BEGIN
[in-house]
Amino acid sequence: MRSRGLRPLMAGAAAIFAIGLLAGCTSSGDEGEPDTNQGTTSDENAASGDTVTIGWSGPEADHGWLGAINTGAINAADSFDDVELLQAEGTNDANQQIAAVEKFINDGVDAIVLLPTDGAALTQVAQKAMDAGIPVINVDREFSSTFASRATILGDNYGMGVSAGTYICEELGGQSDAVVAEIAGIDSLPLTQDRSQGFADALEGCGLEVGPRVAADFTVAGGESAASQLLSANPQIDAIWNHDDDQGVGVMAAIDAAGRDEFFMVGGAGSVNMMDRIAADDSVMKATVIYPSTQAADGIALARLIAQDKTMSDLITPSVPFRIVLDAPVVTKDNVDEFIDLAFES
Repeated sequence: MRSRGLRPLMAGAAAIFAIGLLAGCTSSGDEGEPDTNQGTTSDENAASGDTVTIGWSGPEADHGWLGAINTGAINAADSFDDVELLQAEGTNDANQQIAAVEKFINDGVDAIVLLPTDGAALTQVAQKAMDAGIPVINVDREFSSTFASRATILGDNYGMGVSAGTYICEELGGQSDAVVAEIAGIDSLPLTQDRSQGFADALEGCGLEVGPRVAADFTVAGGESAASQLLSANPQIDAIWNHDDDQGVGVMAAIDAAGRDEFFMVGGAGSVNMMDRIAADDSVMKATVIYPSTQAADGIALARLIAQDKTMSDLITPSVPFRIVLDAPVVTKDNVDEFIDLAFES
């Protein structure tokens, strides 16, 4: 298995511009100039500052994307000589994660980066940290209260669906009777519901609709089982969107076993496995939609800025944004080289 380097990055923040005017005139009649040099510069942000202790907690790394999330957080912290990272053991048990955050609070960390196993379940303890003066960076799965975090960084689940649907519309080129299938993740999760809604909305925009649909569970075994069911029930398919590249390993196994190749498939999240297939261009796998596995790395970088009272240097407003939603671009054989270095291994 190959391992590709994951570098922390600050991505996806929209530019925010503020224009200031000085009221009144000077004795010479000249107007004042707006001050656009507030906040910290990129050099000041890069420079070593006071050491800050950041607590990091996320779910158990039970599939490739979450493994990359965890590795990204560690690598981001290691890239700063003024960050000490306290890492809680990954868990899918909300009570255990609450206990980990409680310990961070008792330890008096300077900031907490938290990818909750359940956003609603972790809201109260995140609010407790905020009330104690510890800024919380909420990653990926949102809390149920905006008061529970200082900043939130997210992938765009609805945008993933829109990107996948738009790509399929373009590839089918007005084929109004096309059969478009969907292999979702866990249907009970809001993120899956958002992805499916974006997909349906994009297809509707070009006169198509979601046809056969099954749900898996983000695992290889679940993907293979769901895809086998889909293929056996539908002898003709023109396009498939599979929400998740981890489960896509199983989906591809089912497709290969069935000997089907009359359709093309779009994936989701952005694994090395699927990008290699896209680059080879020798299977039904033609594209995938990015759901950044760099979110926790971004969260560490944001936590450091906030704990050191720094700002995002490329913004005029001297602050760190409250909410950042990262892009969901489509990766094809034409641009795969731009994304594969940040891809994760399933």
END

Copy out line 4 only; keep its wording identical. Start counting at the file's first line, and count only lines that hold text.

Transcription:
């Protein structure tokens, strides 16, 4: 298995511009100039500052994307000589994660980066940290209260669906009777519901609709089982969107076993496995939609800025944004080289 380097990055923040005017005139009649040099510069942000202790907690790394999330957080912290990272053991048990955050609070960390196993379940303890003066960076799965975090960084689940649907519309080129299938993740999760809604909305925009649909569970075994069911029930398919590249390993196994190749498939999240297939261009796998596995790395970088009272240097407003939603671009054989270095291994 190959391992590709994951570098922390600050991505996806929209530019925010503020224009200031000085009221009144000077004795010479000249107007004042707006001050656009507030906040910290990129050099000041890069420079070593006071050491800050950041607590990091996320779910158990039970599939490739979450493994990359965890590795990204560690690598981001290691890239700063003024960050000490306290890492809680990954868990899918909300009570255990609450206990980990409680310990961070008792330890008096300077900031907490938290990818909750359940956003609603972790809201109260995140609010407790905020009330104690510890800024919380909420990653990926949102809390149920905006008061529970200082900043939130997210992938765009609805945008993933829109990107996948738009790509399929373009590839089918007005084929109004096309059969478009969907292999979702866990249907009970809001993120899956958002992805499916974006997909349906994009297809509707070009006169198509979601046809056969099954749900898996983000695992290889679940993907293979769901895809086998889909293929056996539908002898003709023109396009498939599979929400998740981890489960896509199983989906591809089912497709290969069935000997089907009359359709093309779009994936989701952005694994090395699927990008290699896209680059080879020798299977039904033609594209995938990015759901950044760099979110926790971004969260560490944001936590450091906030704990050191720094700002995002490329913004005029001297602050760190409250909410950042990262892009969901489509990766094809034409641009795969731009994304594969940040891809994760399933």